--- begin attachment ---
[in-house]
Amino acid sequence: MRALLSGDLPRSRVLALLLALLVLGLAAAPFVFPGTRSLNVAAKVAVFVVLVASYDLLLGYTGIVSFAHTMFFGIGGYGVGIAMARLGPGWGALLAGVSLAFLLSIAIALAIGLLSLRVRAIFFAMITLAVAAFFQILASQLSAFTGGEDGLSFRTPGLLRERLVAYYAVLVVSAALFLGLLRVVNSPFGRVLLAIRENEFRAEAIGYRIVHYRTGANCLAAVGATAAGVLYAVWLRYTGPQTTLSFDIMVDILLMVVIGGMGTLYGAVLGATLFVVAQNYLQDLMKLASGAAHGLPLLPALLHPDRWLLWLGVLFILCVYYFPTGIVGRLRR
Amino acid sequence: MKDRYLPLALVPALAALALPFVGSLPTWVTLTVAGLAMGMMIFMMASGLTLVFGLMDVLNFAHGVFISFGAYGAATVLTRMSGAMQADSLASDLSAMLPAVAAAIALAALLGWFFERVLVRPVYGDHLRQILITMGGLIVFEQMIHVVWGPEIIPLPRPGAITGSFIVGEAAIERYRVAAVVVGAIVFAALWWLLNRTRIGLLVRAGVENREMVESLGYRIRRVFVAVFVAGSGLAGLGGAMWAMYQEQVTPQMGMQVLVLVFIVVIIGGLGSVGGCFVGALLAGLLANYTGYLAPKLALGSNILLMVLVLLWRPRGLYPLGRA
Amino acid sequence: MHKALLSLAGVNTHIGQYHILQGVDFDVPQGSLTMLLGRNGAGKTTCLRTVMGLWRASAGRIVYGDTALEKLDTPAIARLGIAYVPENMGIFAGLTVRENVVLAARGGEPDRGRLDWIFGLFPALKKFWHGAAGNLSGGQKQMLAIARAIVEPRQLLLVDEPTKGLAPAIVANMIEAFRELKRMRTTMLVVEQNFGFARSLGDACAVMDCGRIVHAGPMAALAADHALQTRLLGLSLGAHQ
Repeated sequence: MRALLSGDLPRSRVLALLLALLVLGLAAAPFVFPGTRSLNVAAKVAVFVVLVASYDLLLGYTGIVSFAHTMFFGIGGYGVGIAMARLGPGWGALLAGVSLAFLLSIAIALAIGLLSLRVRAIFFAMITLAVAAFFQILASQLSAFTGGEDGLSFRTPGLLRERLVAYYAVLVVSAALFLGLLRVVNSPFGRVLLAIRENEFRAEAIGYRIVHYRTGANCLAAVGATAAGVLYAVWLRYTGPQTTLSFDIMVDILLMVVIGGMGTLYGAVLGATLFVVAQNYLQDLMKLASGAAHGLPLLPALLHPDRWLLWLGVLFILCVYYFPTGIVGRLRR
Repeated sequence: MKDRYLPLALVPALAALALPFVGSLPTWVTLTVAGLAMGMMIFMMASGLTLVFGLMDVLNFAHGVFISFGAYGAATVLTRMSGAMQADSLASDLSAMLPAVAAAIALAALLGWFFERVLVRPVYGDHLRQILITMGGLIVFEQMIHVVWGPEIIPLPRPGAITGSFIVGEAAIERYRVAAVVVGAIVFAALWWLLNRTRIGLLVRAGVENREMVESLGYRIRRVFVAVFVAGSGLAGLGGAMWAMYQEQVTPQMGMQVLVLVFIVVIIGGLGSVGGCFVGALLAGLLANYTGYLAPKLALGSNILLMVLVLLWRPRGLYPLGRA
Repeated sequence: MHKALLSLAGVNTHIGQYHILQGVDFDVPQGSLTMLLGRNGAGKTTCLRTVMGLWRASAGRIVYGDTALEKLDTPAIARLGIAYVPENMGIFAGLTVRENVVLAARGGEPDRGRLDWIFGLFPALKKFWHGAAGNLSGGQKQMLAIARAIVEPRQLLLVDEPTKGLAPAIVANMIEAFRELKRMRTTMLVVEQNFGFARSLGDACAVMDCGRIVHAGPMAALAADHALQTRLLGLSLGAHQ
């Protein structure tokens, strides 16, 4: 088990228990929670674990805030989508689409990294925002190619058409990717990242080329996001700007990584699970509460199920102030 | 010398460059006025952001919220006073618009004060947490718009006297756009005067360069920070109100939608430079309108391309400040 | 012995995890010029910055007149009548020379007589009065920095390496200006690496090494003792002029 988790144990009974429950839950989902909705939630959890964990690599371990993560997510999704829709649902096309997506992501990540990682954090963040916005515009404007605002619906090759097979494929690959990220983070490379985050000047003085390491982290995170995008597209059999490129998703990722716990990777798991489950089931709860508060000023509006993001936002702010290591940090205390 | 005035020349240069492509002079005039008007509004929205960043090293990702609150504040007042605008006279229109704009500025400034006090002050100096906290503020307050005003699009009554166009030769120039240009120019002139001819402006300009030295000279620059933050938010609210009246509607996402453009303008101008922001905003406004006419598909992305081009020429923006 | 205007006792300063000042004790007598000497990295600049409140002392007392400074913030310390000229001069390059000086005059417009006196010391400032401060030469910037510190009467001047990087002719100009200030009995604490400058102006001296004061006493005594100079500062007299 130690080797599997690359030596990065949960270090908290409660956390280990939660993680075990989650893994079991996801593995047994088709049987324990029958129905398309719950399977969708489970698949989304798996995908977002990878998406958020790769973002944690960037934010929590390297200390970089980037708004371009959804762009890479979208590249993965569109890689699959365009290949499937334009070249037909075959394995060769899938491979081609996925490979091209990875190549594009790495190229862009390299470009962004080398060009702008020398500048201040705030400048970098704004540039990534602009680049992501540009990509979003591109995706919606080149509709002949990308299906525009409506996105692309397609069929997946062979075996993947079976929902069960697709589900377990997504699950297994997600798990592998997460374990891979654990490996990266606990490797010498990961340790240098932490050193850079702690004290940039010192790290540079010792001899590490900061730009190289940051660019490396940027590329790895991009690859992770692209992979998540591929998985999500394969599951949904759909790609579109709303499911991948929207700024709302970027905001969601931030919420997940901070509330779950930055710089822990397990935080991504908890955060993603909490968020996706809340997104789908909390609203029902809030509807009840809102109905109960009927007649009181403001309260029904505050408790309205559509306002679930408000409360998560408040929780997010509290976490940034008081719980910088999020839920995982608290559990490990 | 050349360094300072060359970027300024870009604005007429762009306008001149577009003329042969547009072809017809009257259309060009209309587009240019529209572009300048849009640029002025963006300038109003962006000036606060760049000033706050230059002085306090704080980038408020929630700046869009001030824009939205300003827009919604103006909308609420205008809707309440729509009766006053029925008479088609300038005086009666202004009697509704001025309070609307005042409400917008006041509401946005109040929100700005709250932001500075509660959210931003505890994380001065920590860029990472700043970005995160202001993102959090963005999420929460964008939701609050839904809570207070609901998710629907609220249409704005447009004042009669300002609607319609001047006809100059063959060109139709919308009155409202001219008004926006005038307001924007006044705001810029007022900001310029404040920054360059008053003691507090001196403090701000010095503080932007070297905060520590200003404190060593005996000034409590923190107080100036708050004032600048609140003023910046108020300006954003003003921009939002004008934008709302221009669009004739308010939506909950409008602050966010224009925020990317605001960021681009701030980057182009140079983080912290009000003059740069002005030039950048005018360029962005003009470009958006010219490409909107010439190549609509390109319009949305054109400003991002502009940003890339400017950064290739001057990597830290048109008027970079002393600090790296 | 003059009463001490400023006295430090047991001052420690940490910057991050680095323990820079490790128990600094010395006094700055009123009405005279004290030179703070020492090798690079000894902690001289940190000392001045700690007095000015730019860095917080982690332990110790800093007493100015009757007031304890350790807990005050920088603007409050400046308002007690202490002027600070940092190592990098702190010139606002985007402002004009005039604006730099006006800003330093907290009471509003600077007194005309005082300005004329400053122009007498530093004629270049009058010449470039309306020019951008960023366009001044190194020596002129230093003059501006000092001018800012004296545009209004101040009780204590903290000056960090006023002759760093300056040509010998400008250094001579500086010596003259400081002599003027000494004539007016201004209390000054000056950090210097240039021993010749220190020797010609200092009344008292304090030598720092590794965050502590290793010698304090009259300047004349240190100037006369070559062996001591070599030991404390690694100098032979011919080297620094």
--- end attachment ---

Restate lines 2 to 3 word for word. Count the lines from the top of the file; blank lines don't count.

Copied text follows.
Amino acid sequence: MRALLSGDLPRSRVLALLLALLVLGLAAAPFVFPGTRSLNVAAKVAVFVVLVASYDLLLGYTGIVSFAHTMFFGIGGYGVGIAMARLGPGWGALLAGVSLAFLLSIAIALAIGLLSLRVRAIFFAMITLAVAAFFQILASQLSAFTGGEDGLSFRTPGLLRERLVAYYAVLVVSAALFLGLLRVVNSPFGRVLLAIRENEFRAEAIGYRIVHYRTGANCLAAVGATAAGVLYAVWLRYTGPQTTLSFDIMVDILLMVVIGGMGTLYGAVLGATLFVVAQNYLQDLMKLASGAAHGLPLLPALLHPDRWLLWLGVLFILCVYYFPTGIVGRLRR
Amino acid sequence: MKDRYLPLALVPALAALALPFVGSLPTWVTLTVAGLAMGMMIFMMASGLTLVFGLMDVLNFAHGVFISFGAYGAATVLTRMSGAMQADSLASDLSAMLPAVAAAIALAALLGWFFERVLVRPVYGDHLRQILITMGGLIVFEQMIHVVWGPEIIPLPRPGAITGSFIVGEAAIERYRVAAVVVGAIVFAALWWLLNRTRIGLLVRAGVENREMVESLGYRIRRVFVAVFVAGSGLAGLGGAMWAMYQEQVTPQMGMQVLVLVFIVVIIGGLGSVGGCFVGALLAGLLANYTGYLAPKLALGSNILLMVLVLLWRPRGLYPLGRA